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Australia seeks safe haven for its cotton in South East Asia as tariff war with China escalate

By Angela Gonzalez-Rodriguez

Dec 22, 2020

The relationship between China and Australia continues to deteriorate, after a year-long escalation of veiled accusations, decreasing mutual trust and strangled trade agreements. Now, the Australian cotton industry faces the potential loss of its 611 million Australian dollars cotton trade to China.

Australia’s cotton industry is fully reliant on exports and China is one of the country’s major markets. Indeed, the cotton industry is one of Australia’s most significant contributors to the agricultural sector, with exports worth around 2 billion dollars each year. Australia is one of the world’s top four cotton exporters, competing in a heavily subsidised international market.

Australia’s cotton industry needs reinvigorating

In a recent opinion piece for ‘Queensland Country Life’, Michael ORielley, Chairman, Australian Cotton Shippers Association, argues that the industry needs to move on, which “means reinvigorating established markets and growing markets where consumption of Australian cotton is smaller.”

ORielley highlights the opportunities that markets such as South Korea, Japan, Indonesia and Thailand yield, recalling that “Australian cotton has been sold into most Asian and sub-continent markets for a long time and it is these traditional Asian markets where Australian cotton earned its reputation as a reliable supplier of high quality fibre - and it’s a reputation that still holds firm today.”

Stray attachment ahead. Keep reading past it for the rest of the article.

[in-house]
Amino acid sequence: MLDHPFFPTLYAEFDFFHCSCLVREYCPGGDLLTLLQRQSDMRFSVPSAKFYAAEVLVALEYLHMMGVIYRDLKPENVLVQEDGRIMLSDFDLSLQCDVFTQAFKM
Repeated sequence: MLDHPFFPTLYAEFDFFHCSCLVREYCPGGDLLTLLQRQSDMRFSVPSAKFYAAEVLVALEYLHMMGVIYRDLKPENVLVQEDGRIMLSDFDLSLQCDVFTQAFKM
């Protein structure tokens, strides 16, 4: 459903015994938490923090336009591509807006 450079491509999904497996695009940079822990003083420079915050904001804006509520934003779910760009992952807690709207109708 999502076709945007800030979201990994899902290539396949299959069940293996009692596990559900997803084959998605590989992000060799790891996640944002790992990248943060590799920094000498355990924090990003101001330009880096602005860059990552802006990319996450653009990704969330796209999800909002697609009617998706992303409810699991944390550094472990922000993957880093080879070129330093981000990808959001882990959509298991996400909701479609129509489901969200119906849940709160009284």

Unlike China, India or Pakistan, those traditional markets for Australian cotton do not have their own source of supply of local production, what makes them totally reliant on imported cotton. Japan and South Korea, for example, remain influential purchasers of Australian cotton, according to ORielley, even if they have seen their respective spinning companies relocated to other more competitive markets including Indonesia, China and Vietnam.

Indonesia, the check mate piece for the Australia-China cotton’s game

While the number of spinning companies in Indonesia and Thailand demanding Australian cotton has declined since the late 1990s, these markets still recognise Australian cotton’s quality. Indeed, Indonesia was Australia’s largest market before it was overtaken by China. As a net cotton importer, the Indonesian market continues to be primarily a yarn producer and exporter as opposed to a fully integrated garment producer. “Indonesia as a potential growth market will certainly be on our radar for more bales to flow into,” advanced the chairman of the Australian Cotton Shippers Association.

Noteworthy, Australian cotton must compete with Brazil and US cotton not only in Indonesia, but also in Vietnam, another potential expansion market. The U.S. remains the dominant cotton supplier to Vietnam, with more than a 48 percent share of Vietnam’s total cotton imports. Brazil, India and Australia, in that order make up another 40 percent of the cotton imports.